Driveway Alert Sensor Is Not Working Properly
A driveway alert sensor may produce false alarms. This can happen for a variety of reasons and is more common with motion detection than with magnetic probes or air hoses. When properly setup, few false alarms should be presented, but there may be the occasional false alarm that is problematic for home and business owners alike.
1. There is Too Much Distance Between the Transmitter and Receiver
There is always a maximum range listed for a driveway sensor. When a sensor is not working, it is likely that the maximum range has been overlooked. The only solution in this case is to move the receiver and transmitter closer together.
If the receiver must be further apart, you will need to buy a unit that has a longer range.
2. The Batteries are Dying
When the batteries are dying or the power source is intermittent, the unit may not work properly. The most common issue seen is that you will not be alerted properly, which will negate the reason for having a driveway alert sensor in the first place.
Most units come with a battery monitor and will alert you when a battery is low.
A good rule of thumb is to change your batteries before they get too low. This should occur every 6 – 8 months on average. Even if the battery is stated to last a full year or more, an early swap will allow for uninterrupted monitoring.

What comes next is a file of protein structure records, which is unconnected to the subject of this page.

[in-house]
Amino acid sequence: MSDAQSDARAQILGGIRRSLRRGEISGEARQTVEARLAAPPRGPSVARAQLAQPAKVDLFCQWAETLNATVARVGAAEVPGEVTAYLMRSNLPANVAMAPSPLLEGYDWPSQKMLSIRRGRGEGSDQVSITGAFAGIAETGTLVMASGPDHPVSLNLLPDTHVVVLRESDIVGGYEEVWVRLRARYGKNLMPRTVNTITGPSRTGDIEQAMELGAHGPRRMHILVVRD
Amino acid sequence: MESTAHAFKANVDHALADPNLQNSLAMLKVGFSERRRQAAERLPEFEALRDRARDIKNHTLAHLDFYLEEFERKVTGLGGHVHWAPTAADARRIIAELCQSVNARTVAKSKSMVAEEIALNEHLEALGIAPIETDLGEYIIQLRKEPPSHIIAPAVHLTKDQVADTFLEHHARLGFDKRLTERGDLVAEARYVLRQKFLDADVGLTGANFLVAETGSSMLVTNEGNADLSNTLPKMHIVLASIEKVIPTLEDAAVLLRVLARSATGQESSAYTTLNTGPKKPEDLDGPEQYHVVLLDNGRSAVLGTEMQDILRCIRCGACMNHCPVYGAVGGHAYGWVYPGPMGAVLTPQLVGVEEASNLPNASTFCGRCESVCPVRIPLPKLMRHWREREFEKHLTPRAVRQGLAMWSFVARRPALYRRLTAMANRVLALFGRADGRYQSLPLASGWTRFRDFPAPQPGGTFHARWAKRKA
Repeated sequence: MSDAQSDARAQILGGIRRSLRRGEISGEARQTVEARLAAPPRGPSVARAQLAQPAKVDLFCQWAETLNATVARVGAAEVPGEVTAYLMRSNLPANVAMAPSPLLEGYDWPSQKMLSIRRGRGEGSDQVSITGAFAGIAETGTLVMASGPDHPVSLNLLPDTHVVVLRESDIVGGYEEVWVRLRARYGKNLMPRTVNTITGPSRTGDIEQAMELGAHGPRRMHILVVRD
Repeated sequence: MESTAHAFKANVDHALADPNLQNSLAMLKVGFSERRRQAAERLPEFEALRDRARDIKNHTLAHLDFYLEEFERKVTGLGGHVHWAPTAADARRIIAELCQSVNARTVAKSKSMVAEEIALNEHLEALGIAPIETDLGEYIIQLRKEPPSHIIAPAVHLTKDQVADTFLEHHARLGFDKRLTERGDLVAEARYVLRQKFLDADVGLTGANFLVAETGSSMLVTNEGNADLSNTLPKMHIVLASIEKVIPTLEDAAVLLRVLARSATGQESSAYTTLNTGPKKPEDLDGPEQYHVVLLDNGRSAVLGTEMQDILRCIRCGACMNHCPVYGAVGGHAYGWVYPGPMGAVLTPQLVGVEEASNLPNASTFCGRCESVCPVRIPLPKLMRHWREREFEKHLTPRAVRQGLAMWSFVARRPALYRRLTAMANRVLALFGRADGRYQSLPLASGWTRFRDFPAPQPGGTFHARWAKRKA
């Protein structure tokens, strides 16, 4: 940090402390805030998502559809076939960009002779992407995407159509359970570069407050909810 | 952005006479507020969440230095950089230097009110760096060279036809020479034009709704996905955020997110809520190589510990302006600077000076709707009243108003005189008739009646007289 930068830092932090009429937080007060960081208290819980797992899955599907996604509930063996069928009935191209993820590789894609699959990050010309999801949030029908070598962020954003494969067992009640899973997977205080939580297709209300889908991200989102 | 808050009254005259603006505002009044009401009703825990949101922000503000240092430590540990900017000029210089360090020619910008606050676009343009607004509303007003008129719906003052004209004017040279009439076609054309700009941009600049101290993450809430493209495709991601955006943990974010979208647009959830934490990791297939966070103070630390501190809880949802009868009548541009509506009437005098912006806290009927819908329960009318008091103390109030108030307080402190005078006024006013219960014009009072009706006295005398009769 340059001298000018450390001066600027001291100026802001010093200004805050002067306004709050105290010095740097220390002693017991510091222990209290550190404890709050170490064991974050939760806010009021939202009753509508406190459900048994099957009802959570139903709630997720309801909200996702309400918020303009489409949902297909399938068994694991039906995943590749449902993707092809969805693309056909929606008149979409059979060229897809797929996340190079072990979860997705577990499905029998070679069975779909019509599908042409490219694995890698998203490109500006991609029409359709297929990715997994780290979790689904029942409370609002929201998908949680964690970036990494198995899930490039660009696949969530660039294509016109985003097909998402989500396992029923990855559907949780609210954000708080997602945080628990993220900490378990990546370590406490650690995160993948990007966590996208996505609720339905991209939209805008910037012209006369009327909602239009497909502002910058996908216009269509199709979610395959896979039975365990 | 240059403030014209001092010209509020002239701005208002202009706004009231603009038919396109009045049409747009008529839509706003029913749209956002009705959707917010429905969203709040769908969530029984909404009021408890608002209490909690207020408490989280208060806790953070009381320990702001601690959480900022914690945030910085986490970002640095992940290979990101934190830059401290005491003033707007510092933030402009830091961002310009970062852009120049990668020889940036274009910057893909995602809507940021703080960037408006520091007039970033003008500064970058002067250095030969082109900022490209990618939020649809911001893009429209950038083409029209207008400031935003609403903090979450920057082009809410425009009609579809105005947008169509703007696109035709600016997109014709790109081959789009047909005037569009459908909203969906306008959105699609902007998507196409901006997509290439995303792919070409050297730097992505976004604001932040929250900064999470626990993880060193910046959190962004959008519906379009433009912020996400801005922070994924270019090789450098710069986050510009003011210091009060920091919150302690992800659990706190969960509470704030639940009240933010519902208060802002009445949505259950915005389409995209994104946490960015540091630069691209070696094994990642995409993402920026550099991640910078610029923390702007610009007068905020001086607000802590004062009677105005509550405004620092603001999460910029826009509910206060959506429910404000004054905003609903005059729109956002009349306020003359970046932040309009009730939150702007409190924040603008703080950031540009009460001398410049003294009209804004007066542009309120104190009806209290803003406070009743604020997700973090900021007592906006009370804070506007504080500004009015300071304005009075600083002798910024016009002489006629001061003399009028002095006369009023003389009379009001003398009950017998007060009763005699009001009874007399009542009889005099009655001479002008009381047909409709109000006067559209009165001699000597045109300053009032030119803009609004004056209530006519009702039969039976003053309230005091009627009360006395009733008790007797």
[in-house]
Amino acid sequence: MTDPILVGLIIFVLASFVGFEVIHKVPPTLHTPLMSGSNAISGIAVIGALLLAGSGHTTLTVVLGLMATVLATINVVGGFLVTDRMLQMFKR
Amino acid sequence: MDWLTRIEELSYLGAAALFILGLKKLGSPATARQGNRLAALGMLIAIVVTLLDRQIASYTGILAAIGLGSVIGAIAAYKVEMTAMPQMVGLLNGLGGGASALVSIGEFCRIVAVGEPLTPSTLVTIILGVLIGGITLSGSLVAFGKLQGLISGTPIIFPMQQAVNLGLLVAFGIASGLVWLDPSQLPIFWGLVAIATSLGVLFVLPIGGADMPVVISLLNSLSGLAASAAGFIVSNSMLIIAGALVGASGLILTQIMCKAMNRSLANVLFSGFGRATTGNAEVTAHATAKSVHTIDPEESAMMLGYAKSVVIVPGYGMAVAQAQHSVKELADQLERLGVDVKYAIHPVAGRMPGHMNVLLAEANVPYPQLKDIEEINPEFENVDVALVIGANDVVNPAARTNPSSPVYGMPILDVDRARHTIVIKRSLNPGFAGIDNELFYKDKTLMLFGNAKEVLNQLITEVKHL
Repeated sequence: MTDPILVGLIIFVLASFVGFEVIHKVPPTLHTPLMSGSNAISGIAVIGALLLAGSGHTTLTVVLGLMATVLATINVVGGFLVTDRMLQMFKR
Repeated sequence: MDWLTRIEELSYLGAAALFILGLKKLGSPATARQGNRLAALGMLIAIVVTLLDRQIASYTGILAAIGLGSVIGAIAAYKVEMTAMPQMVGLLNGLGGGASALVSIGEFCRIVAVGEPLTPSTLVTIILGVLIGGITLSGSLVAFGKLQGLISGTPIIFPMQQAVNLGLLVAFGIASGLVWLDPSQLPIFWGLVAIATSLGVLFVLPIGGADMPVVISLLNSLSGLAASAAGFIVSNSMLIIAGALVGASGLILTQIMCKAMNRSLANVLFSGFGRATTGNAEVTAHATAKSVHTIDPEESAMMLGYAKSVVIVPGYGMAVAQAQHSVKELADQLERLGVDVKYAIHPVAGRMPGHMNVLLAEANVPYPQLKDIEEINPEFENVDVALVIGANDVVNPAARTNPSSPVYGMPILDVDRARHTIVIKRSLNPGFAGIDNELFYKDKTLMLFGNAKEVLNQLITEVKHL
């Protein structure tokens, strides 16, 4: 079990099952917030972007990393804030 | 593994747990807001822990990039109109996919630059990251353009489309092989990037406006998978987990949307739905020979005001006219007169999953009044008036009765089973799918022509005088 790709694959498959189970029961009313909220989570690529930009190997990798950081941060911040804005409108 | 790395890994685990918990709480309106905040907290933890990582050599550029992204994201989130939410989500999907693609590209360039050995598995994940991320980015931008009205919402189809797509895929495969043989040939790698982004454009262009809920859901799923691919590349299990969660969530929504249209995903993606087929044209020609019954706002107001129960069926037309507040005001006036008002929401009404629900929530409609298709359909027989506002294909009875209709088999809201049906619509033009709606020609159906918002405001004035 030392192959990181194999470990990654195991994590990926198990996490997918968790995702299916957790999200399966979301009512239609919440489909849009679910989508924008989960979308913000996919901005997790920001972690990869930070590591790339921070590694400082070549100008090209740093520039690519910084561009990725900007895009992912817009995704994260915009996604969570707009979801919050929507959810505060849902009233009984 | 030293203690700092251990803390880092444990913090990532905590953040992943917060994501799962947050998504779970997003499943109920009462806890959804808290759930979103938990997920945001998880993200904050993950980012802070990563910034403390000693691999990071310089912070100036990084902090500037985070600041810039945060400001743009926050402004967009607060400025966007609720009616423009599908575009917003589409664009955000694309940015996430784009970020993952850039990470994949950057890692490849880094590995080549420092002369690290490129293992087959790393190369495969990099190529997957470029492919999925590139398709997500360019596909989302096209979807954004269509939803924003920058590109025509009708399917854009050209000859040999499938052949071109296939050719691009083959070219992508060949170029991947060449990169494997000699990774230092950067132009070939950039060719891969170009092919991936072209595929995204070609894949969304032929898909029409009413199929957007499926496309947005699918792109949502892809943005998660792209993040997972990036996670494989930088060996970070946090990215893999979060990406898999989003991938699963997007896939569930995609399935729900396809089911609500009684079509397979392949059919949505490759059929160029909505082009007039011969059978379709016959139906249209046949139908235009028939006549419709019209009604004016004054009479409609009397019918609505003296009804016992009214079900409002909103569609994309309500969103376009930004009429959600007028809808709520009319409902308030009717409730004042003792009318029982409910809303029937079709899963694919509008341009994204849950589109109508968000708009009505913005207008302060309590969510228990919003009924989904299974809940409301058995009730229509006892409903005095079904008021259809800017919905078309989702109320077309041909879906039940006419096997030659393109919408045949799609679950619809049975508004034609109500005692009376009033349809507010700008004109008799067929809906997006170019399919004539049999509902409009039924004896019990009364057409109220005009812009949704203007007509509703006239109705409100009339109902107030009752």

3. There is No Clear Line of Sight
Trees, bushes or buildings can get in the way of the signal to the receiver. While some models are better at producing a strong signal, virtually all manufacturers recommended a clear line of sight between both devices.
The signal needs to be able to reach the receiver. Removing a tree may be a possibility, or changing the location of the transmitter is another option.
4. Sensitivity is Too High
False alarms are very difficult to assess. Sometimes, an alarm will go off because a deer ran through the perimeter or because a neighbor ran into the monitoring zone. Infrared motion sensors are very fickle, but you can often lower the sensitivity level.
The goal is to be able to detect vehicles or people, but ignore small animals in most cases.
Adjusting and testing your sensitivity level is always recommend and will allow for optimal monitoring results at all times.
5. Temperature Minimums or Maximums Exceeded
There will be a temperature range that is present in the alert’s description. This rage is often ignored, but it is there for a reason. In frigid temperatures, these units have a tendency to act up and produce false alarms, or not work at all.
A driveway alert sensor should be purchased that has the desired minimum and maximum temperature levels for your region.
Proper setup and an optimal unit will correct most issues you may experience. If a unit is still not working after the above recommendations, it may be defective, or a professional installation may be required.
You may need a new Driveway Alert Sensor
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